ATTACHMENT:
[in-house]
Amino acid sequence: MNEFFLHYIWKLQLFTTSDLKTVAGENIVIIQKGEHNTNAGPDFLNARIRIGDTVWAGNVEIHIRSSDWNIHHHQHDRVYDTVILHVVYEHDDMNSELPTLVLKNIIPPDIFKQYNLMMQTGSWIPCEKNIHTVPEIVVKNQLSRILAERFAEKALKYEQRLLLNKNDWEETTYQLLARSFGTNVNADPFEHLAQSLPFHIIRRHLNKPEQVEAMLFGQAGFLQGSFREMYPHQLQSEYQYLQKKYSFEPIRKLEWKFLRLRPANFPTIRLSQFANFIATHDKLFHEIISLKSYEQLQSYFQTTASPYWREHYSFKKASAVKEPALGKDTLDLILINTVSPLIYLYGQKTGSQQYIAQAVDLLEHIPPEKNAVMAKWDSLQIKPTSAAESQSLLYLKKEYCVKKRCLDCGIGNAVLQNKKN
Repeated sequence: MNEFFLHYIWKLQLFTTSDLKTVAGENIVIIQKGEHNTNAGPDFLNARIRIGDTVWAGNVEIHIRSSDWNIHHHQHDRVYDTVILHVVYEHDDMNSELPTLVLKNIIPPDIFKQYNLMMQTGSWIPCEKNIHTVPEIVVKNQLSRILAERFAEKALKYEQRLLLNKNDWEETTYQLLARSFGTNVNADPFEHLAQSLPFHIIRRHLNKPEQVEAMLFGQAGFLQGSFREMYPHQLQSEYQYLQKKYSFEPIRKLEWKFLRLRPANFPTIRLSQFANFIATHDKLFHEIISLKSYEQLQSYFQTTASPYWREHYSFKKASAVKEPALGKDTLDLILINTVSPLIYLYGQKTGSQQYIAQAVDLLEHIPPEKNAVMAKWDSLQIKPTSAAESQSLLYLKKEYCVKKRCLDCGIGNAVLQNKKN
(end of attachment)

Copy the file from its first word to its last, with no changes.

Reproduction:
[in-house]
Amino acid sequence: MNEFFLHYIWKLQLFTTSDLKTVAGENIVIIQKGEHNTNAGPDFLNARIRIGDTVWAGNVEIHIRSSDWNIHHHQHDRVYDTVILHVVYEHDDMNSELPTLVLKNIIPPDIFKQYNLMMQTGSWIPCEKNIHTVPEIVVKNQLSRILAERFAEKALKYEQRLLLNKNDWEETTYQLLARSFGTNVNADPFEHLAQSLPFHIIRRHLNKPEQVEAMLFGQAGFLQGSFREMYPHQLQSEYQYLQKKYSFEPIRKLEWKFLRLRPANFPTIRLSQFANFIATHDKLFHEIISLKSYEQLQSYFQTTASPYWREHYSFKKASAVKEPALGKDTLDLILINTVSPLIYLYGQKTGSQQYIAQAVDLLEHIPPEKNAVMAKWDSLQIKPTSAAESQSLLYLKKEYCVKKRCLDCGIGNAVLQNKKN
Repeated sequence: MNEFFLHYIWKLQLFTTSDLKTVAGENIVIIQKGEHNTNAGPDFLNARIRIGDTVWAGNVEIHIRSSDWNIHHHQHDRVYDTVILHVVYEHDDMNSELPTLVLKNIIPPDIFKQYNLMMQTGSWIPCEKNIHTVPEIVVKNQLSRILAERFAEKALKYEQRLLLNKNDWEETTYQLLARSFGTNVNADPFEHLAQSLPFHIIRRHLNKPEQVEAMLFGQAGFLQGSFREMYPHQLQSEYQYLQKKYSFEPIRKLEWKFLRLRPANFPTIRLSQFANFIATHDKLFHEIISLKSYEQLQSYFQTTASPYWREHYSFKKASAVKEPALGKDTLDLILINTVSPLIYLYGQKTGSQQYIAQAVDLLEHIPPEKNAVMAKWDSLQIKPTSAAESQSLLYLKKEYCVKKRCLDCGIGNAVLQNKKN